1 in 5 nurseries inspected since September inadequate or require improvement
Ofsted has published its official statistics for Childcare Providers and Inspections, their latest report, since August 2021 before the Cost of Living Crisis.
Worryingly, inspection data from the report suggests that in the last seven months before March 2022, more providers received ‘Inadequate’ and ‘Requires Improvement’ judgments than previously and once ‘Outstanding’ providers found it difficult to retain their top grading.
Between between 1 September 2021 and 31 March 2022, 4,300 registered providers had a full inspection. Out of these, only 80% were judged ‘Good’ or ‘Outstanding’. From the 4,300 full inspections: 1,700 were first inspections, of which only 85% were given the top grades; 2,100 were providers that had previously been graded ‘Good’ or ‘Outstanding’, of which only 79% were able to achieve these grades again; the final group of 500 were those that had previously been graded ‘Inadequate’ or ‘Requires Improvement’, 72% improved according to Ofsted, while the rest retained their grading.
These results were clearly impactful as of August 2021, 2,600 providers who had left the sector and had a full inspection 7% of these had received a judgment of ‘Requires Improvement’ or ‘Inadequate’.
The new statistics also revealed that a huge number of providers had left the sector, with a net overall decrease of 4,000 providers between April 2021 and March 2022, the biggest drop in providers since 2015-16. In total, 22% (19,100) of providers have closed since 2015.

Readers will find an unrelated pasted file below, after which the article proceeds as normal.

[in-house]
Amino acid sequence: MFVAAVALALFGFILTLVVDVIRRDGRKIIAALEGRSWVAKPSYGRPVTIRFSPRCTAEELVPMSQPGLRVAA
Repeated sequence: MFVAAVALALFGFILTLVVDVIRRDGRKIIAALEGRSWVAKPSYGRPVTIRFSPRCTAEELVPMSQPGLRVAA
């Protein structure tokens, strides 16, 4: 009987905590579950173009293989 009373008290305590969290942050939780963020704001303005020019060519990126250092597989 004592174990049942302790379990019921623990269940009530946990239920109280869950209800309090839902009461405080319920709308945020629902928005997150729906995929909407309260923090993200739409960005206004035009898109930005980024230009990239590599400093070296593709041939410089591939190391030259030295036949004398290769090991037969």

In terms of overall national inspections results, 96% of those eligible for full inspection were judged either good or outstanding, falling by 2 per cent since August 2021. The most recent reports highlight that results are much lower than the national percentage.
Demographic variation continued with inspection results, revealing that in areas of most deprivation 16% of providers were judged outstanding and 23% in the least deprived areas. Ofsted’s new data has also shown that of the 68,000 registered childcare providers there is an uneven distribution across areas of deprivation, with 16% located in the most deprived areas, compared with 22% of providers in the least deprived areas.
Purnima Tanuku OBE, Chief Executive of National Day Nurseries Association commented: “Today we have seen the full extent of the challenges the early years sector is facing.
“The decline in numbers of providers and also the reduction in quality of provision – particularly in areas of disadvantage – is a huge concern.
“We have heard from our members over the past six months about many inspections which they feel have been unfair and ill judged. We also feel there is an inconsistency of inspection and that it very much depends on the inspector whether nurseries get a fair hearing or not.
“A sudden jump in those who require improvement or are inadequate must mean that either there is an inconsistency of inspection or that nurseries are really struggling with staffing requirements following the two years of the pandemic.
“The reduction in numbers of providers bears out our own research that more and more nurseries are forced to make the heart-breaking decision to close as a result of inadequate government funding and staffing challenges. Any nursery closing is one too many and devastating for the whole community.
“We will be raising this urgently with the Department for Education and with Ofsted to make sure that all settings are treated fairly and with compassion. And we will continue our battle for funding to meet spiralling costs of delivering high quality early education and care which is crucial for all children to reach their full potential.”
For the full report click here.